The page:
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Conservation Project - Kinabatangan Corridor of Life

Corridor of Life WWF project aims to establish a balance between the growing demands of private land development (such as forest conversion), the local community and the need to protect its unique and iconic wildlife.

Since 1950s, forested land around the Kinabatangan has been converted for various economic activities such as logging and development of agriculture.

Consequently, some over-logged forests in Kinabatangan were re-designated for permanent conversion to agriculture, mainly to oil palm plantations in the 1980s. Oil palm soon became the dominant commercial crop in the area and still is today.

WWF-Malaysia and various stakeholders' conservation efforts in the area were successful when in 1999, the state government declared the Lower Kinabatangan as Sabah's 'Gift to the Earth'. Following this, in 2005, a total of 26,000ha was gazetted as the Kinabatangan Wildlife Sanctuary under the state's Wildlife Conservation Enactment of 1997.

[Click here for WWF kcol factsheet]

For more information, please visit WWF website as follows:

Kcol Site [Click here to enlarge]

The Kinabatangan Wildlife Sanctuary contains the only remaining forested alluvial flood plain in Asia.

The gazetting is of major conservation significance because it is the only remaining example of a natural ecosystem that is lost to human use elsewhere.

State Tourism, Culture and Environment Ministry wants to purchase privately-owned land at zones neighbouring the fragmented Kinabatangan Wildlife Sanctuary to ensure the long-term survival of iconic Sabah wildlife such as the orang utan, rhino and elephants.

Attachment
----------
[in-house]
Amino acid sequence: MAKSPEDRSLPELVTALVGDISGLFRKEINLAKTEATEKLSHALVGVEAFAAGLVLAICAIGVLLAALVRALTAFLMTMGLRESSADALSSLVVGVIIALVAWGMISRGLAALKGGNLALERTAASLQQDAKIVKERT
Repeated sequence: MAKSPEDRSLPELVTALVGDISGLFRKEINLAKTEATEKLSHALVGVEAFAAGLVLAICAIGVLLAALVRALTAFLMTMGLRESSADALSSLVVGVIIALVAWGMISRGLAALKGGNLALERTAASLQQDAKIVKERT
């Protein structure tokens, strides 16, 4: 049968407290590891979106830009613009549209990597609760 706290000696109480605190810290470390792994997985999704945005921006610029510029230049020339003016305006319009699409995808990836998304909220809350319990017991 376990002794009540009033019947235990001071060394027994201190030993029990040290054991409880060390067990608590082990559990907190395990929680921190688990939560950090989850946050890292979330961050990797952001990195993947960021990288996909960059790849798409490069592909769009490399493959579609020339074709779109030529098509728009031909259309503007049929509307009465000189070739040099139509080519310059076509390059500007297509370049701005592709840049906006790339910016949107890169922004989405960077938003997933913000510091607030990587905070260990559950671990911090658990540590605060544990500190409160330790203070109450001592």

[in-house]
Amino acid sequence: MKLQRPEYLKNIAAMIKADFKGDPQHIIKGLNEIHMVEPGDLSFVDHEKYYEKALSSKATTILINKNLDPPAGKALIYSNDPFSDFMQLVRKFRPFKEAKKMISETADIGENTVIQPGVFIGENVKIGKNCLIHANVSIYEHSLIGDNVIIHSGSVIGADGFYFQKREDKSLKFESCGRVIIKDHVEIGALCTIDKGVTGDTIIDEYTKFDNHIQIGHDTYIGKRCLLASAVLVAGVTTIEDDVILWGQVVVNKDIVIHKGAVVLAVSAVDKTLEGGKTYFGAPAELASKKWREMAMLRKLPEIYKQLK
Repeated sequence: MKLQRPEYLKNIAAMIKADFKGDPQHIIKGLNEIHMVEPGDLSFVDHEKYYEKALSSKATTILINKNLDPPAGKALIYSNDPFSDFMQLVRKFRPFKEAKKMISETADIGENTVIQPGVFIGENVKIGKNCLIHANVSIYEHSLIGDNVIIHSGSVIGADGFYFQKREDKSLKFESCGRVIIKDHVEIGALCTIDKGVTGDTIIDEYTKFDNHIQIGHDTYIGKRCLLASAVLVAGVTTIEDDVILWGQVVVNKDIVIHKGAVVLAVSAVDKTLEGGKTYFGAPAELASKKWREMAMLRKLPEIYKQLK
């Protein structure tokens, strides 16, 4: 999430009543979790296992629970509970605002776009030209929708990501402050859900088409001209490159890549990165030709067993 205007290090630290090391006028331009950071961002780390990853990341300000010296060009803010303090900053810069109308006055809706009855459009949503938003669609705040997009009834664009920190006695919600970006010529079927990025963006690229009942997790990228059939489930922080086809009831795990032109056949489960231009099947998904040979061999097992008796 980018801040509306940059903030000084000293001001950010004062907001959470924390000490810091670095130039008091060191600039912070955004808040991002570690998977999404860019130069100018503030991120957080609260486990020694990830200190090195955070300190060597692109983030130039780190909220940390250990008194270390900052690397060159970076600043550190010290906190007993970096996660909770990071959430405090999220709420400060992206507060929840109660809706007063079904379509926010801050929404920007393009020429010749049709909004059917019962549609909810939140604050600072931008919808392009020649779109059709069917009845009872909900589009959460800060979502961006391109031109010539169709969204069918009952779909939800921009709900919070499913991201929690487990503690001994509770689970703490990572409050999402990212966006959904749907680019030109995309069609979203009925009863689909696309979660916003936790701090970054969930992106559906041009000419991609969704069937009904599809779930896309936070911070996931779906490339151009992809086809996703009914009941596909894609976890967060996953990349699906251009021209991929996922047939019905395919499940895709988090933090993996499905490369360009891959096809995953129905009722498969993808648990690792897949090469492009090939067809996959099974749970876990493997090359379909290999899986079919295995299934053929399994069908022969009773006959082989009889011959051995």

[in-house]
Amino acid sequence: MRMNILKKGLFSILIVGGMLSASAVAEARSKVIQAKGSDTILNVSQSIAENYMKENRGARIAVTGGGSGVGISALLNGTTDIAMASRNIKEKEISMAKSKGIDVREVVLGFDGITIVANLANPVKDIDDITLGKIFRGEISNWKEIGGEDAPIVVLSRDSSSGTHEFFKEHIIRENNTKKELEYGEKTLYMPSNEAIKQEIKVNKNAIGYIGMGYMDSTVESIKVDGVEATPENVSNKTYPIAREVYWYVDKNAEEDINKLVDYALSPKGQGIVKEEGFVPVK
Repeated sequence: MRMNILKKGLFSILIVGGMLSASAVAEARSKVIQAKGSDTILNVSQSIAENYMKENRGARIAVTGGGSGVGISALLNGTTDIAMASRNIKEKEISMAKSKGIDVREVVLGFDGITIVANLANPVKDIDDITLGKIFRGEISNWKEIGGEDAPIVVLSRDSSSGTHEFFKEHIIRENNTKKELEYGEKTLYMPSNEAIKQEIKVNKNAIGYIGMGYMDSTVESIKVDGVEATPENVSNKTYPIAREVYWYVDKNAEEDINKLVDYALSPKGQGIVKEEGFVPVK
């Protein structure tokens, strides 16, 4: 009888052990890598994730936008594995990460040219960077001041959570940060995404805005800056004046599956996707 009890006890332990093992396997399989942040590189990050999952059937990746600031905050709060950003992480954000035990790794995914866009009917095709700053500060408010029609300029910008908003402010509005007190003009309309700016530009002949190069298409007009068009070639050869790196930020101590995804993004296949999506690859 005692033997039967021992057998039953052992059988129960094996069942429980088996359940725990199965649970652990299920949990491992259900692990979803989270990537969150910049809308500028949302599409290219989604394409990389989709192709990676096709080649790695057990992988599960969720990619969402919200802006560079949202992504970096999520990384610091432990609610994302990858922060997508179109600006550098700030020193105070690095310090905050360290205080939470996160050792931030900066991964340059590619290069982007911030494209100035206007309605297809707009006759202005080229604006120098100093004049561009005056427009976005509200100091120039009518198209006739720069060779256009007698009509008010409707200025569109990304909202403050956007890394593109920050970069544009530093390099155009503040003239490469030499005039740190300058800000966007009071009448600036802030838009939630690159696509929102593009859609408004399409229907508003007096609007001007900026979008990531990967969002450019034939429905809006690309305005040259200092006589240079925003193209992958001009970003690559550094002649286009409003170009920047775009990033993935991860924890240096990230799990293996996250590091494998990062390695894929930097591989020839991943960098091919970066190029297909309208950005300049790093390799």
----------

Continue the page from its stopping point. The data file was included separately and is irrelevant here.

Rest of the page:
Another private initiative for the same purpose is the establishment of the Borneo Conservation Trust, with the initial focus of reconnecting the riverine forests of the Kinabatangan River, expected to involve 200km.

The formal establishment of Borneo Conservation Trust was made possible by the donation of Saraya Corporation Japan.

Private oil palm plantation owner has also joined in an effort to realise the Corridor of Life in Kinabatangan and the viability of restoring forest vegetation cover in deforested land. Rehabilitation work has in fact started.

A bridge for the primates to cross the Kinabatangan River

Recognition as Ramsar site: Lower Kinabatangan - Segama Wetlands
The Lower Kinabatangan-Segama Wetlands have been officially designated as Sabah's first and Malaysia's largest Ramsar site on October 2008.

This is the 6th Ramsar site in Malaysia, Malaysia's largest, extending over 78,803 hectares of mangrove forests and peat swamp on Sabah's east coast.

The site comprises three contiguous forest reserves: Trusan Kinabatangan Forest Reserve (40,471ha), Kulamba Wildlife Reserve (20,682ha) and Kuala Maruap and Kuala Segama Forest Reserve (17,650ha).

It is recognised as an internationally important wetland for its good representation of the coastal mangrove forest and rare peat swamp forest containing a number of endangered and threatened species such as the Sumatran rhinoceros, proboscis monkey and Borneo pygmy elephant.

The Ramsar Convention is the informal name of the Convention on Wetlands of International Importance Especially as Waterfowl Habitat.